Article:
I am deeply fond of Cleo Coyle's work, and not just because she sends me her books but because she is also one of the first people (and I do mean a person!) I met through this blog. It has been delightful reading her work and, though we have never met, feeling like I "know" the author. (Okay, admittedly Cleo is actually two people, but. . . ) So, this is the first of two I shall write about her newer work, which arrived in the mail near the holiday season.
Cleo Coyle is, of course, a pseudonym. for Alice Alfonsi and Marc Creasing, who write the Coffee House Mysteries. Each of the books focuses on a coffee shop located in Greenwich Village, and its manager, Clare, is an amateur who finds herself solving murders across the series. This is the 14th in the series, released recently in paperback. As always, there are recipes and coffee tips -- and, as always -- a delightful plot. In this case, Clare and her pals dress up a truck to be part of a fairytale event in NYC< and everything moves on from there. The ex-wife of Clare's beau, her own ex-husband and more populate the narrative, including a "magical" coffee bean that Max (the ex husband) has found in his travels in support of the coffee business. Though it sounds supernatural, this mystery's featured coffee bean has a fully natural explanation (and hence the role of a scientist who works on coffee -- would have loved to learn more about this). Drinking the coffee made from the bean has unusual effects, and this turns out to be useful in figuring out various clues.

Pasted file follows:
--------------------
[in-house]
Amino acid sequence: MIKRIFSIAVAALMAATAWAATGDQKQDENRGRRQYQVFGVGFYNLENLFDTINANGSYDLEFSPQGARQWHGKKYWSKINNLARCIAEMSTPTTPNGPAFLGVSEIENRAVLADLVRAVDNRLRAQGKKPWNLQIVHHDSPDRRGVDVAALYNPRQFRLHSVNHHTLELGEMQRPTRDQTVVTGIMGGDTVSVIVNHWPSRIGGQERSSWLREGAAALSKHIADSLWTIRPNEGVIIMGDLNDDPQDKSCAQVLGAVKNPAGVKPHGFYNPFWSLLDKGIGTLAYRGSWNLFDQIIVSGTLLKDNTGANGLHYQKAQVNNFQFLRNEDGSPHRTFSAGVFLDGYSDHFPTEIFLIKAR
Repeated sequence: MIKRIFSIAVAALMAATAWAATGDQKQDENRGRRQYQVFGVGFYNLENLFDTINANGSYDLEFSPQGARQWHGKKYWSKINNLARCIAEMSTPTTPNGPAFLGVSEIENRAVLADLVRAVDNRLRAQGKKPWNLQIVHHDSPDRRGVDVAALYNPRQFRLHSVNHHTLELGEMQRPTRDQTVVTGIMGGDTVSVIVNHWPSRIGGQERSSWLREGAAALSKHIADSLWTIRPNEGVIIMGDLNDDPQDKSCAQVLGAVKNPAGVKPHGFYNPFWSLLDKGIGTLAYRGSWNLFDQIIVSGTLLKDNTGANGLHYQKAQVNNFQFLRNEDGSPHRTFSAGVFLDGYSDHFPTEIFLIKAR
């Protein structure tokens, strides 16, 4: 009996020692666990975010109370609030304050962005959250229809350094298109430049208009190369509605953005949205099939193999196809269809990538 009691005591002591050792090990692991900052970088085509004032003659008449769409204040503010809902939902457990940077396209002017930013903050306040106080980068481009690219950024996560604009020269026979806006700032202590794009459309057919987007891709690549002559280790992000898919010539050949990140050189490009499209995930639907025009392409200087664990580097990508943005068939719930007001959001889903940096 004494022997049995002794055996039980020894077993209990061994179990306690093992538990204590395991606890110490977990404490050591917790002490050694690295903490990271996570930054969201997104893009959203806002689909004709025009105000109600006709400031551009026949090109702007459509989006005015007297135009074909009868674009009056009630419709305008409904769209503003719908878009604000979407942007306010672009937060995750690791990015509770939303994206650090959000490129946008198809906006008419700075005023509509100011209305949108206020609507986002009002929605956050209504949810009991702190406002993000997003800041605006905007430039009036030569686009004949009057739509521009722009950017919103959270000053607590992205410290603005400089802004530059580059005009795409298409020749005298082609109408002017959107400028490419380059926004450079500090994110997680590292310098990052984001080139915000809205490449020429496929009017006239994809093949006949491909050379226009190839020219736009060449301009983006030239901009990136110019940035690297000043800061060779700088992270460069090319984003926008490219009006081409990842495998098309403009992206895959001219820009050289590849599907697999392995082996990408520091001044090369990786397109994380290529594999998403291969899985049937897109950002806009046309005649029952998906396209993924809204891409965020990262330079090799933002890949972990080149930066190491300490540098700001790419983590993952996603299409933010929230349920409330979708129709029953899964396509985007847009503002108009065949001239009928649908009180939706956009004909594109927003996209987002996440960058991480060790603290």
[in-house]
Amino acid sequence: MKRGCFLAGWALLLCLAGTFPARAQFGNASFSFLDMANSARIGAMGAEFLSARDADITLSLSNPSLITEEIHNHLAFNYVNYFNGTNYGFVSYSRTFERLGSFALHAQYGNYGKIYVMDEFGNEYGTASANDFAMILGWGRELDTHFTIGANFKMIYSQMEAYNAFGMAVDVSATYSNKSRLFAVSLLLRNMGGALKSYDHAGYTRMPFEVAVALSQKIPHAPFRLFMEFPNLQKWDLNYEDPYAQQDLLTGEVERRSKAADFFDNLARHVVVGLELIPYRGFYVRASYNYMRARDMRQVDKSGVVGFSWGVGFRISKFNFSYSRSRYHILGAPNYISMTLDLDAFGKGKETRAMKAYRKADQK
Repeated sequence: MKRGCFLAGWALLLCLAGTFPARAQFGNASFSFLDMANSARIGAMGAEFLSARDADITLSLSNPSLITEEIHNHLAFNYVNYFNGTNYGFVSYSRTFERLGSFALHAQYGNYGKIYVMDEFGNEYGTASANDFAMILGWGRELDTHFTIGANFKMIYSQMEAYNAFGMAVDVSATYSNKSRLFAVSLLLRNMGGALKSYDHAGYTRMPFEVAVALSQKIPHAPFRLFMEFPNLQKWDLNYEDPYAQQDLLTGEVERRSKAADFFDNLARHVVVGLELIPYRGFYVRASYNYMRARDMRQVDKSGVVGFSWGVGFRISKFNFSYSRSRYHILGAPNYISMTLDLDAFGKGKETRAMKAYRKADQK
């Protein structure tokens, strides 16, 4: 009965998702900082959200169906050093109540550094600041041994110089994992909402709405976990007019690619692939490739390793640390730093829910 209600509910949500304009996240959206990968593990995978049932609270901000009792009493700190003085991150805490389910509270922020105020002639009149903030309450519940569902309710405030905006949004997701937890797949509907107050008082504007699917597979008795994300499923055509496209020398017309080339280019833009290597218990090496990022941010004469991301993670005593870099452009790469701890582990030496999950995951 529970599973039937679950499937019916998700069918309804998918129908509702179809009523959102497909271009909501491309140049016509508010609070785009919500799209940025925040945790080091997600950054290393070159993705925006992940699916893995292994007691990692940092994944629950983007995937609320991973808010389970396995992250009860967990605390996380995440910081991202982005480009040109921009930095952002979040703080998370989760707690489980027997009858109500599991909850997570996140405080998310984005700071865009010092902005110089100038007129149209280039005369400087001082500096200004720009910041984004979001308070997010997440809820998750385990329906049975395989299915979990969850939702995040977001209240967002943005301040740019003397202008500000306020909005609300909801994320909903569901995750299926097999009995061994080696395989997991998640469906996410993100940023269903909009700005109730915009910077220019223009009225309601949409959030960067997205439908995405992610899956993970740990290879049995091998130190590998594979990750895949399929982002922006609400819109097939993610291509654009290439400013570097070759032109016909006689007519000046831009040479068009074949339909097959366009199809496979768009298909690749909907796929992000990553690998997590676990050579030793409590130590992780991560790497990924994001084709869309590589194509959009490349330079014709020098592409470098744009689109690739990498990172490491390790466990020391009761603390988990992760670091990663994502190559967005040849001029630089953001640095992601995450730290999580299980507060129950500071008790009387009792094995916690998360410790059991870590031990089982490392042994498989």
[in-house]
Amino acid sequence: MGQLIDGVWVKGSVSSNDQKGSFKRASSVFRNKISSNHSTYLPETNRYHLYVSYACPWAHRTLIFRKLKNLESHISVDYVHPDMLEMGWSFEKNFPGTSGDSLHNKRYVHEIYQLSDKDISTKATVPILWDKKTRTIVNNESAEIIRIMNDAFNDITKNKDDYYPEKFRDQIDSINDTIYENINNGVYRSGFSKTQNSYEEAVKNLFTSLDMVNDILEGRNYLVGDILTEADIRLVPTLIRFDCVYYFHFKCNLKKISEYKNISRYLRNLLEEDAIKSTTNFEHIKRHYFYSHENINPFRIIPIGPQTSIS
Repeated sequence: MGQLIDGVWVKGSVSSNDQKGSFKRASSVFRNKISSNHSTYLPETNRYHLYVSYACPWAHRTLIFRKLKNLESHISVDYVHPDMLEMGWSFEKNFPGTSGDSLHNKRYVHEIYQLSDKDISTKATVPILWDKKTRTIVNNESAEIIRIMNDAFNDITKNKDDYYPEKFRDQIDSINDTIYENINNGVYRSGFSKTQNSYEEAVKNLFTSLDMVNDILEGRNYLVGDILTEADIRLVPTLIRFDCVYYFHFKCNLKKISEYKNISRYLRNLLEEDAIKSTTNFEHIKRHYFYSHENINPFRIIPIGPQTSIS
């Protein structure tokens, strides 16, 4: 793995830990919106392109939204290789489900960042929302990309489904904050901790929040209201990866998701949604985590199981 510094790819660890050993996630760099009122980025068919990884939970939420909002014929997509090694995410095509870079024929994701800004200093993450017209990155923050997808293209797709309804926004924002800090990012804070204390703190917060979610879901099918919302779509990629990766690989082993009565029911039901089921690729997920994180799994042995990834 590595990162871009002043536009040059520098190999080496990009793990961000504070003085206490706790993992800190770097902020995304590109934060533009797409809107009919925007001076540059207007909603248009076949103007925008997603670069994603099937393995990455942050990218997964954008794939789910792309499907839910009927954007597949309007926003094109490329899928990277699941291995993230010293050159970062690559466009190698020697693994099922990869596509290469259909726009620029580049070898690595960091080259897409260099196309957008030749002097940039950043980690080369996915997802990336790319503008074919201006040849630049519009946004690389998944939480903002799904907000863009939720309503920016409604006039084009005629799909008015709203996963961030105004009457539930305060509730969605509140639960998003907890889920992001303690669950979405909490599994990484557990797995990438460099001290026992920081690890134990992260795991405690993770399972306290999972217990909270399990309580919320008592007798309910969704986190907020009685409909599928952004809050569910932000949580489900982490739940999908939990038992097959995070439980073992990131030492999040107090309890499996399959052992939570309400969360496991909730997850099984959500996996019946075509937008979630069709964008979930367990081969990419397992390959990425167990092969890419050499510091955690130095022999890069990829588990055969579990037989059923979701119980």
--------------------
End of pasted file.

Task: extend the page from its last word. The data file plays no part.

Like some of Cleo's other mysteries, this one features a mix of "real" features of the NYC landscape and figures who seem a bit like "real" features of the landscape, from well known restaurants to NFL figures. My personal favorite this time around is a former NFL player who runs one of those medieval fantasy villages. There is, though, a bit of local color, focused on Russian and post-soviet union immigrants, as well as a bit of focus on women as they age. I am I have to admit, a fan, for example, of Clare's ex-mother-in-law, who refuses to age quietly out of the picture. Thank goodness.
Though I have said little about the mystery itself, I hope that you will do what I would suggest: get this book, hunker down in front of a fire place (if you live where that is reasonable!) and enjoy yourself. I did. It was one of the best things about the holidays (other than being home!).